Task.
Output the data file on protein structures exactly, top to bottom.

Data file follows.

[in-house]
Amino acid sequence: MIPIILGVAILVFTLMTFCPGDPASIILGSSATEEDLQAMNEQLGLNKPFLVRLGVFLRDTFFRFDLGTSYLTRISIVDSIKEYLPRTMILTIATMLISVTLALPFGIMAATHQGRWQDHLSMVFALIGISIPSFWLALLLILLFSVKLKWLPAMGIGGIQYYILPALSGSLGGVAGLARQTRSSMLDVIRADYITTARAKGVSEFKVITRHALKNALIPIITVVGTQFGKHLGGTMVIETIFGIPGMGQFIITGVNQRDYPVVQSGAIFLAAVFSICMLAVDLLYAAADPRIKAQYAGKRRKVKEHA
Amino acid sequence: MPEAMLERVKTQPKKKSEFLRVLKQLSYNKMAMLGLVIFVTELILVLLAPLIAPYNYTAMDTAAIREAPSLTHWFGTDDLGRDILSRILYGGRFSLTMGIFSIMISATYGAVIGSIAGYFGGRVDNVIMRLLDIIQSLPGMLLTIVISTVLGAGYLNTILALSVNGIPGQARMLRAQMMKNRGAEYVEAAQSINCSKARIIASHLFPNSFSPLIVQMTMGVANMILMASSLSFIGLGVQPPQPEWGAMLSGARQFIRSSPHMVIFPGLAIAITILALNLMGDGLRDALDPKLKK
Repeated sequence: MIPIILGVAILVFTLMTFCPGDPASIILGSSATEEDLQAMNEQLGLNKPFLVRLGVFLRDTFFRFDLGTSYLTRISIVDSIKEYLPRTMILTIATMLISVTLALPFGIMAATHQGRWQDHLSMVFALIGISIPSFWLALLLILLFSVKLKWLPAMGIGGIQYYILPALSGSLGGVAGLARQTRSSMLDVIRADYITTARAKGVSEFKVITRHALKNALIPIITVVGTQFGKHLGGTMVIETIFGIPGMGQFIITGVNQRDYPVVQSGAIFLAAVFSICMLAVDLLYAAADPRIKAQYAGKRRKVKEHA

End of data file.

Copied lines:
[in-house]
Amino acid sequence: MIPIILGVAILVFTLMTFCPGDPASIILGSSATEEDLQAMNEQLGLNKPFLVRLGVFLRDTFFRFDLGTSYLTRISIVDSIKEYLPRTMILTIATMLISVTLALPFGIMAATHQGRWQDHLSMVFALIGISIPSFWLALLLILLFSVKLKWLPAMGIGGIQYYILPALSGSLGGVAGLARQTRSSMLDVIRADYITTARAKGVSEFKVITRHALKNALIPIITVVGTQFGKHLGGTMVIETIFGIPGMGQFIITGVNQRDYPVVQSGAIFLAAVFSICMLAVDLLYAAADPRIKAQYAGKRRKVKEHA
Amino acid sequence: MPEAMLERVKTQPKKKSEFLRVLKQLSYNKMAMLGLVIFVTELILVLLAPLIAPYNYTAMDTAAIREAPSLTHWFGTDDLGRDILSRILYGGRFSLTMGIFSIMISATYGAVIGSIAGYFGGRVDNVIMRLLDIIQSLPGMLLTIVISTVLGAGYLNTILALSVNGIPGQARMLRAQMMKNRGAEYVEAAQSINCSKARIIASHLFPNSFSPLIVQMTMGVANMILMASSLSFIGLGVQPPQPEWGAMLSGARQFIRSSPHMVIFPGLAIAITILALNLMGDGLRDALDPKLKK
Repeated sequence: MIPIILGVAILVFTLMTFCPGDPASIILGSSATEEDLQAMNEQLGLNKPFLVRLGVFLRDTFFRFDLGTSYLTRISIVDSIKEYLPRTMILTIATMLISVTLALPFGIMAATHQGRWQDHLSMVFALIGISIPSFWLALLLILLFSVKLKWLPAMGIGGIQYYILPALSGSLGGVAGLARQTRSSMLDVIRADYITTARAKGVSEFKVITRHALKNALIPIITVVGTQFGKHLGGTMVIETIFGIPGMGQFIITGVNQRDYPVVQSGAIFLAAVFSICMLAVDLLYAAADPRIKAQYAGKRRKVKEHA